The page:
The Kenyan government on Monday pledged to intensify efforts on the production of green energy, noting that access to modern affordable energy services in developing countries must be prioritized for sustainable development.
Principal Secretary for energy and petroleum, Joseph Njoroge, said to signify the increase of growth in the industrial sector will, however, require developing countries to increase power generation to all levels, focus on exploitation of green energy sources and avail adequate energy intensive manufacturing.
“Kenya has had favorable policy and regulatory frameworks, which have been regularly reviewed to facilitate development of energy services,” Njoroge told Global Geothermal Alliance stakeholders meeting in Nairobi.
He added that the feed in tariffs policy, established in 2008, was reviewed in 2012 to facilitate generation of electricity for feeding to the grid from renewable energy sources.
“A number of regulations have also been gazetted and others under formulation which include solar PV, solar water heaters, energy management and standards and labels,” Njoroge said, adding that Kenya will continue to establish favorable policies and regulations to ensure a vibrant energy market.
“Currently the policy and the law are under review to align them with the Vision 2030, the new constitution and the global trends,” he added.
He noted that the government’s medium term plan under the 5,000 MW program is to develop 810 of geothermal energy by 2016 from the Menengai (460 MW), Bogoria-Silai (200MW) and Suswa geothermal fields (150MW) in northwest Kenya.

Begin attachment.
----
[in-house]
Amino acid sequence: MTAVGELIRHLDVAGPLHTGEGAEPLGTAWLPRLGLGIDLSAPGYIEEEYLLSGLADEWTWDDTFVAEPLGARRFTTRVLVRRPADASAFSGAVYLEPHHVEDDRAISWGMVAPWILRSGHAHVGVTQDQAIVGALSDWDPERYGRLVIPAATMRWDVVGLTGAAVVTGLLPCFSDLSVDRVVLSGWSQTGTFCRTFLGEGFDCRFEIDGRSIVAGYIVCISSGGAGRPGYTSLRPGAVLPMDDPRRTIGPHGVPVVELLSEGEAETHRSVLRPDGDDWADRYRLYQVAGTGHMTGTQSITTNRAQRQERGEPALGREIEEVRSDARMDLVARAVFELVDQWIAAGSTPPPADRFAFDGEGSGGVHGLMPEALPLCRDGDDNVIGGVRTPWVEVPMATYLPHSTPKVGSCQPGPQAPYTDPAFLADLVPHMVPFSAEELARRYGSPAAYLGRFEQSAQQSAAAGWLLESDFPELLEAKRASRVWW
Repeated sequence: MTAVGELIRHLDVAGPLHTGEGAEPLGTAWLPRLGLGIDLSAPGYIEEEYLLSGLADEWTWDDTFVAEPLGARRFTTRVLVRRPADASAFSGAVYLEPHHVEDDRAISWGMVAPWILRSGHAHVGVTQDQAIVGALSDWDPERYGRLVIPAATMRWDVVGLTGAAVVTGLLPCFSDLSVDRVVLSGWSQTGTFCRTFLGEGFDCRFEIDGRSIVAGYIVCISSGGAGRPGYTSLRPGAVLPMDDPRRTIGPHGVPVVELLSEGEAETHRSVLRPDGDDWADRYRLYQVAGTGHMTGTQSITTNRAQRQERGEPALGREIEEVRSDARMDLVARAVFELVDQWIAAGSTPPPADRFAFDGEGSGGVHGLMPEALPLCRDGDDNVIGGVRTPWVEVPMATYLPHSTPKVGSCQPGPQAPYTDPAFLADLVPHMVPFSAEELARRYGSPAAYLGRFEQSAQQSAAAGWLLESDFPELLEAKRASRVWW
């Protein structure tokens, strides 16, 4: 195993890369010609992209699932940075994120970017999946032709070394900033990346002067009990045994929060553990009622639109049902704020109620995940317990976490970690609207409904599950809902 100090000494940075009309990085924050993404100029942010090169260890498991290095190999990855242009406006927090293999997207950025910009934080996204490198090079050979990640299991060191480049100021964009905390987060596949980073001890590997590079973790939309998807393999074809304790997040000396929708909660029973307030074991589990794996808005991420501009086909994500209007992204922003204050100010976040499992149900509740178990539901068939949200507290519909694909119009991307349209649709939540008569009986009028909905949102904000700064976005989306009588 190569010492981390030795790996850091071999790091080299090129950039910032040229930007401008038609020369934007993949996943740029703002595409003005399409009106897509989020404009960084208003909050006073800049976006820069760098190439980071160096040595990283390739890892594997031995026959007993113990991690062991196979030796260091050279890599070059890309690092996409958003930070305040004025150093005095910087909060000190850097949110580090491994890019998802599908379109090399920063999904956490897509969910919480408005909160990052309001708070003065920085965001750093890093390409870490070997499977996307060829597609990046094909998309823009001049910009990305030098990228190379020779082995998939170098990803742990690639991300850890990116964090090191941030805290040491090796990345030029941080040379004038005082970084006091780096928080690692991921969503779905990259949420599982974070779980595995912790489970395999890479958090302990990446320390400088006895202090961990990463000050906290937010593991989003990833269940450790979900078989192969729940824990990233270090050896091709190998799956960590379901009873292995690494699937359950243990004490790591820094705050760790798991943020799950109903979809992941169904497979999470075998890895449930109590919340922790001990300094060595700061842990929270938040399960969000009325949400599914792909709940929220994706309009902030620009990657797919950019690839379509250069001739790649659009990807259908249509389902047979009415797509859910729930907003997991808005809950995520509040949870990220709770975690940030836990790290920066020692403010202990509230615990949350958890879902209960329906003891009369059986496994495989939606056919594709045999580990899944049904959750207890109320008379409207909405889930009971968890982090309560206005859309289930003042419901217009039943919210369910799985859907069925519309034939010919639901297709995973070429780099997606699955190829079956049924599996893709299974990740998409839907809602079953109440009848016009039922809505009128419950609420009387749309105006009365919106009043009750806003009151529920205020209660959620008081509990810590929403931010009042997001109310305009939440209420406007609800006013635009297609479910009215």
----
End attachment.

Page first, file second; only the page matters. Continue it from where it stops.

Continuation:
Kenya has just tested one of the biggest geothermal wells in the world located in the Olkaria Domes area. This 30MW well is the largest of its kind in Africa and among the top five in the world.
Njoroge said Kenya is actively participating in regional and international initiatives and programs to facilitate development of renewable energy that the country has several power transmission interconnection with Ethiopia, Uganda, Rwanda and Tanzania.
Kenya is the eighth country in ranking of installed geothermal capacity and is endowed with vast indigenous renewable resources, including geothermal, wind, solar, small hydro and biomass.
Njoroge said that there has been advancement since Kenya started drilling geothermal energy, such as horizontal drilling instead of vertically which has helped reduce drilling costs.
He added that 583MW of installed energy is being produced, with the country still having a potential of an additional 5000 MW to the national grid in the next three years.
“Geothermal will account for 1646 MW, which is expected to result in reduction of electricity tariffs by about 40 percent,” Njoroge added.
Energy ministry chief geologist, John Omenge, said Kenya still faces challenges in the production of geothermal energy, especially with the heavy investment required upfront for drilling of geothermal wells, which may cost up to 5 million U.S. dollars and end up providing 5 MW steam equivalent.
“Access to geographical entities with inhabitants where they are directly involved is also difficult,” Omenge said, adding that this is why the local area residents where drilling take place need sensitization and education to be part and parcel of the development. Enditem